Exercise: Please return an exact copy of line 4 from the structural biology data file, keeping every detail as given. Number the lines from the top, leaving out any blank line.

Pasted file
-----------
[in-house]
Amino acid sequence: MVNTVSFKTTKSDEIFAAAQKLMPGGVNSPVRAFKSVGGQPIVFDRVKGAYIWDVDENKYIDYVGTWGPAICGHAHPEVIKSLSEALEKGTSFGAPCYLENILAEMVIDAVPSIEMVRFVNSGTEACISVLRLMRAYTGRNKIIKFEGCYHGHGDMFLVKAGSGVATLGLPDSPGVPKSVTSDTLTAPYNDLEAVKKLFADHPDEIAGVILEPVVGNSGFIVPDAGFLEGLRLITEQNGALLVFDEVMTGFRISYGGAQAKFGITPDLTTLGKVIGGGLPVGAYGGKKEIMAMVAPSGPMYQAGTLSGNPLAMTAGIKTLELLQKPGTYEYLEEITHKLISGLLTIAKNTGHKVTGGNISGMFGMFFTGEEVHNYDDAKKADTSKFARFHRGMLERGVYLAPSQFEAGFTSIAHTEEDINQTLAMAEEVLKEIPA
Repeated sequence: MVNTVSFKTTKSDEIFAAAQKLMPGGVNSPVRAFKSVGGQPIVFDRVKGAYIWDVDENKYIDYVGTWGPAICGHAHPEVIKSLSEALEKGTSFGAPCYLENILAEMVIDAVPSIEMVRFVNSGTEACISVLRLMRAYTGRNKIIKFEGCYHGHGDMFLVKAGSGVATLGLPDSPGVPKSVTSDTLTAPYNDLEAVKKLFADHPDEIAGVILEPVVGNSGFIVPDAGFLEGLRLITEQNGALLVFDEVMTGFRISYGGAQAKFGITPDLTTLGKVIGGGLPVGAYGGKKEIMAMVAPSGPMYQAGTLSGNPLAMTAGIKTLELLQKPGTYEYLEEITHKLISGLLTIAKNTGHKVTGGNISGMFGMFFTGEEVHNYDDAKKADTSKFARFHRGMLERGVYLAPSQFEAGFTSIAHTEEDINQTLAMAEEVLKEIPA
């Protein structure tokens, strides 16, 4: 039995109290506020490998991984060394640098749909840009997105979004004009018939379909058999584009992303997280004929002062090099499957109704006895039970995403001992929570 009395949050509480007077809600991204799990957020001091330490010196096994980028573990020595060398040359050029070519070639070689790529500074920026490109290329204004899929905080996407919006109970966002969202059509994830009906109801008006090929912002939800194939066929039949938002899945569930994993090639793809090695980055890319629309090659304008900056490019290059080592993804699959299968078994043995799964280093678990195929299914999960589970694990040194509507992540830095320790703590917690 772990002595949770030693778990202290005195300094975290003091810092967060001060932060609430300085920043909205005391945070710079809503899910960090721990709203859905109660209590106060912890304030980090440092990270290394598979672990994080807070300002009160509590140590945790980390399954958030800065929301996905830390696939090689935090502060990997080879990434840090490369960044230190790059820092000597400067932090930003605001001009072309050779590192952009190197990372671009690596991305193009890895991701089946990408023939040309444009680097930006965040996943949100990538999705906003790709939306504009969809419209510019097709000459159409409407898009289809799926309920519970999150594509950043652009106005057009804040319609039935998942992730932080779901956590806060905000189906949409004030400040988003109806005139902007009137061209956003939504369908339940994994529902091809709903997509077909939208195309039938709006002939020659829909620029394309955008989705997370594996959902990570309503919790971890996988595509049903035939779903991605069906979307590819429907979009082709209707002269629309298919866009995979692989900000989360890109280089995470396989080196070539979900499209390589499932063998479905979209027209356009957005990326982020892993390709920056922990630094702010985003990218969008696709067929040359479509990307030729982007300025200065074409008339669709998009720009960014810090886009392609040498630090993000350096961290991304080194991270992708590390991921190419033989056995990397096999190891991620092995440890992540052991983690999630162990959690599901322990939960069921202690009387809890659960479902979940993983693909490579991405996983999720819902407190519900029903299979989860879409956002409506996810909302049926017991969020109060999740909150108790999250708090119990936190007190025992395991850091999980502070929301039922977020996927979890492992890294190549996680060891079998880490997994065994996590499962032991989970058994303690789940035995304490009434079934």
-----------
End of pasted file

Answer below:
């Protein structure tokens, strides 16, 4: 039995109290506020490998991984060394640098749909840009997105979004004009018939379909058999584009992303997280004929002062090099499957109704006895039970995403001992929570 009395949050509480007077809600991204799990957020001091330490010196096994980028573990020595060398040359050029070519070639070689790529500074920026490109290329204004899929905080996407919006109970966002969202059509994830009906109801008006090929912002939800194939066929039949938002899945569930994993090639793809090695980055890319629309090659304008900056490019290059080592993804699959299968078994043995799964280093678990195929299914999960589970694990040194509507992540830095320790703590917690 772990002595949770030693778990202290005195300094975290003091810092967060001060932060609430300085920043909205005391945070710079809503899910960090721990709203859905109660209590106060912890304030980090440092990270290394598979672990994080807070300002009160509590140590945790980390399954958030800065929301996905830390696939090689935090502060990997080879990434840090490369960044230190790059820092000597400067932090930003605001001009072309050779590192952009190197990372671009690596991305193009890895991701089946990408023939040309444009680097930006965040996943949100990538999705906003790709939306504009969809419209510019097709000459159409409407898009289809799926309920519970999150594509950043652009106005057009804040319609039935998942992730932080779901956590806060905000189906949409004030400040988003109806005139902007009137061209956003939504369908339940994994529902091809709903997509077909939208195309039938709006002939020659829909620029394309955008989705997370594996959902990570309503919790971890996988595509049903035939779903991605069906979307590819429907979009082709209707002269629309298919866009995979692989900000989360890109280089995470396989080196070539979900499209390589499932063998479905979209027209356009957005990326982020892993390709920056922990630094702010985003990218969008696709067929040359479509990307030729982007300025200065074409008339669709998009720009960014810090886009392609040498630090993000350096961290991304080194991270992708590390991921190419033989056995990397096999190891991620092995440890992540052991983690999630162990959690599901322990939960069921202690009387809890659960479902979940993983693909490579991405996983999720819902407190519900029903299979989860879409956002409506996810909302049926017991969020109060999740909150108790999250708090119990936190007190025992395991850091999980502070929301039922977020996927979890492992890294190549996680060891079998880490997994065994996590499962032991989970058994303690789940035995304490009434079934």